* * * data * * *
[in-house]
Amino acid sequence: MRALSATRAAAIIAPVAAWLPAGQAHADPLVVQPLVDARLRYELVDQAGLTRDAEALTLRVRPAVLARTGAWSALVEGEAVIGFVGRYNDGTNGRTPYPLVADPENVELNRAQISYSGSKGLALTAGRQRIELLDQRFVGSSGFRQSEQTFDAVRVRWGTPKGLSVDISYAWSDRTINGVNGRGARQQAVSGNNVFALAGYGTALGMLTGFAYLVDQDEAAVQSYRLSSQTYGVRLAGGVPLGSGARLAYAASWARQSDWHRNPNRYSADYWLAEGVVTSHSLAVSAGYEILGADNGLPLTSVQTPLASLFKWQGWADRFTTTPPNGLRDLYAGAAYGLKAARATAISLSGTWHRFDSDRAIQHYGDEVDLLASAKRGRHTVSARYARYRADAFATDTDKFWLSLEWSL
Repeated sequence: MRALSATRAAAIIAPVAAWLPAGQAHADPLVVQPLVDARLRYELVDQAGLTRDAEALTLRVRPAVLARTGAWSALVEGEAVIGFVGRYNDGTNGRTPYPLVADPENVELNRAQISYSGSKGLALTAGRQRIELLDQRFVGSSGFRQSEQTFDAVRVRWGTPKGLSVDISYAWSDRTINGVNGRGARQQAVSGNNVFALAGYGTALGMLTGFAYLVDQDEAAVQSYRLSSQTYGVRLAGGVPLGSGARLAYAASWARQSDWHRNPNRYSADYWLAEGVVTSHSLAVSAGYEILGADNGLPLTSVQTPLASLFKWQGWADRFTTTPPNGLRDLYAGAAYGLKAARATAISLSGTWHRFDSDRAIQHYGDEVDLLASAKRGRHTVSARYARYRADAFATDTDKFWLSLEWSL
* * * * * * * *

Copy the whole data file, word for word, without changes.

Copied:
[in-house]
Amino acid sequence: MRALSATRAAAIIAPVAAWLPAGQAHADPLVVQPLVDARLRYELVDQAGLTRDAEALTLRVRPAVLARTGAWSALVEGEAVIGFVGRYNDGTNGRTPYPLVADPENVELNRAQISYSGSKGLALTAGRQRIELLDQRFVGSSGFRQSEQTFDAVRVRWGTPKGLSVDISYAWSDRTINGVNGRGARQQAVSGNNVFALAGYGTALGMLTGFAYLVDQDEAAVQSYRLSSQTYGVRLAGGVPLGSGARLAYAASWARQSDWHRNPNRYSADYWLAEGVVTSHSLAVSAGYEILGADNGLPLTSVQTPLASLFKWQGWADRFTTTPPNGLRDLYAGAAYGLKAARATAISLSGTWHRFDSDRAIQHYGDEVDLLASAKRGRHTVSARYARYRADAFATDTDKFWLSLEWSL
Repeated sequence: MRALSATRAAAIIAPVAAWLPAGQAHADPLVVQPLVDARLRYELVDQAGLTRDAEALTLRVRPAVLARTGAWSALVEGEAVIGFVGRYNDGTNGRTPYPLVADPENVELNRAQISYSGSKGLALTAGRQRIELLDQRFVGSSGFRQSEQTFDAVRVRWGTPKGLSVDISYAWSDRTINGVNGRGARQQAVSGNNVFALAGYGTALGMLTGFAYLVDQDEAAVQSYRLSSQTYGVRLAGGVPLGSGARLAYAASWARQSDWHRNPNRYSADYWLAEGVVTSHSLAVSAGYEILGADNGLPLTSVQTPLASLFKWQGWADRFTTTPPNGLRDLYAGAAYGLKAARATAISLSGTWHRFDSDRAIQHYGDEVDLLASAKRGRHTVSARYARYRADAFATDTDKFWLSLEWSL